Besides the mayor, Robert Henley is the only member of the current town council running for re-election, and he doesn't have a problem defending that body's track record.
"There has been an indication by a lot of the candidates that they feel the current council hasn't listened to the citizens, and I take exception to that," he said. "I feel that actually this current council has been very receptive to input from the citizens."
Henley is also proud of his individual accomplishments during his four-year term on the council.
"What I want (the voters) to understand is that in the three-and-a-half years I've been on the council, I've put a lot of effort into understanding the issues, and I've focused on areas I thought were important to the community, and that's water, streets, our relations with the Tonto Apache Tribe, and also the planning and zoning area," he said. "There's a lot of work I have done and a lot of knowledge that I have and I've shown that I've been a proven leader."
Henley agrees with other candidates who say this election is about growth, and like the others he doesn't mind explaining his position.
"People are using the term ‘explosive growth' and that type of thing, but if we actually look at what's transpired from the 2,000 census, both in population and houses added, we had a little over 7,000 same-family dwellings in 2,000 and we've been adding somewhere in the area of 175 to 200 homes a year," he explained. "That's not explosive growth."
Henley also believes that growth will not have a long shelf life as the major issue facing the town.
"I think it's a short term thing," he said. "Those who have lived here and studied the problem and participated in the General Plan process know that we have a solid planning process and a solid plan in place to manage our growth."
And that plan, Henley adds, includes water.
"Probably one of the reasons we've had the fewer number of housing starts is because the town some years ago instituted the 20 ERU thing -- if you want to build a subdivision that's bigger than 20 units, you'll have to bring your own new source of water," he said.
"There were certainly cases where that took place over the past five years or so -- Stone Creek is probably one of those examples, Payson Pines is another, the Highlands. Those all brought new sources of water, (although) those sources happened to have been within the town limits.
"I think we have had water and growth tied pretty well in letting the subdivision developer underwrite that cost and do that for us."
Henley defends his position on taking water from a Star Valley well to support growth within the Payson town limits.
"I think this idea of whose water it is has been blown out of proportion," he said. "Certainly we want to make sure as a community that we don't have a negative impact on the surrounding neighbors.
"There hasn't been any impact. Geological studies have shown that there won't be any impact from the well that we're going to be (getting water from) if that comes to fruition."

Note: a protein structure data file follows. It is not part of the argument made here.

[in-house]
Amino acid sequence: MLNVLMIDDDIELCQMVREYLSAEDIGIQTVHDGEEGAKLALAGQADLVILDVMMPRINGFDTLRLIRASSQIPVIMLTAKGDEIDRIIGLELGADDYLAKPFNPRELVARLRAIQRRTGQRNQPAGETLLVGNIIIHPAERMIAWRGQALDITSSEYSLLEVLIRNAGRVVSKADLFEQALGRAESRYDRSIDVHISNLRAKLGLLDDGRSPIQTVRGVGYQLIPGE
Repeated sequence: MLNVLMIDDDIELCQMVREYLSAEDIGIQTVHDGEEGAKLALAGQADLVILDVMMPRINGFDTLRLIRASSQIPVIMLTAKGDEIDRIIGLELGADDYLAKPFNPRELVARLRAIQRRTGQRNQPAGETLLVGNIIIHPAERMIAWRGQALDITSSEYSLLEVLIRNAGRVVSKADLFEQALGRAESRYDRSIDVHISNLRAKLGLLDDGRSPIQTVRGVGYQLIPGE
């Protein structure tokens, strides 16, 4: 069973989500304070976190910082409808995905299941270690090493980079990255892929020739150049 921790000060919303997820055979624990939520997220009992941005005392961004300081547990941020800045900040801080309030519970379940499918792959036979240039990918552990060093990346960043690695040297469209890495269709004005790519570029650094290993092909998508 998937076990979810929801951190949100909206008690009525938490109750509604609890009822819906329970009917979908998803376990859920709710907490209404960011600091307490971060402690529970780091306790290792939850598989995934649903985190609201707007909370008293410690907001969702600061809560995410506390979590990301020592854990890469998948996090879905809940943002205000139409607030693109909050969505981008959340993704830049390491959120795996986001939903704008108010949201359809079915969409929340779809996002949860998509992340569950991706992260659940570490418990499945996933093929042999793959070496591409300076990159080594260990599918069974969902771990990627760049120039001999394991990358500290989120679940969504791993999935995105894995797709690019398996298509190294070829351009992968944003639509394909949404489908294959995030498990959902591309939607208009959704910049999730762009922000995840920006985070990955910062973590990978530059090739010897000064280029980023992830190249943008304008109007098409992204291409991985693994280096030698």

And he does not believe taking Star Valley water is a moral issue.
"I went and looked up the definition of moral, and it's really right vs. wrong," he said. "Do I feel that this is a moral issue as far as the town of Payson accepting this water as new water? No, I don't feel that that's a moral issue.
"Where the moral issue would come in is if we had impact on the neighbors, and I think that is something we need to be vigilant (about), and I think we've (taken) a couple of steps toward trying to give people a comfort level that we're sincere."
Unfinished business that Henley hopes to address in a second term includes the completion of Mogollon Rim Water Resources Study being conducted under the auspices of the U.S. Bureau of Reclamation.
"I've been involved since the first meeting, and we're still working on producing the final report," he said. "There are federal, state and county agencies involved, as well as the town of Payson.
"We're making really good progress and a lot of good information has been brought together to look at what our options are here in northern Gila County for new water. Blue Ridge is certainly part of that and that's what I want to see happen is completing this study and getting Blue Ridge water into Payson."
But Henley is less optimistic about how soon that can happen:
"Is it on track? Yes. Is it on schedule? Probably not. Now I'm using the term of seven to 14 years."
Henley would also like to see the Payson Event Center project completed, which involves enclosing the rodeo arena and building a 150-room hotel and 500-seat conference center.
"I think the concept is good," he said. "It's just getting the money people together to actually move ahead."
Among his first term accomplishments, Henley cites leading the losing battle against increasing town staff salaries to ‘market' using a survey that included several towns that were larger, more affluent and more urban than Payson. He also takes credit for an increase in spending on streets.
"I was a big advocate in my first campaign to increase our budget for street maintenance, and I was able to accomplish that," he said.
Henley defines the role of the town council thus:
"What we want to do is build our community to support the folks who are here and the folks who will eventually move here and to have an appearance that is attractive and makes us a unique community to live in."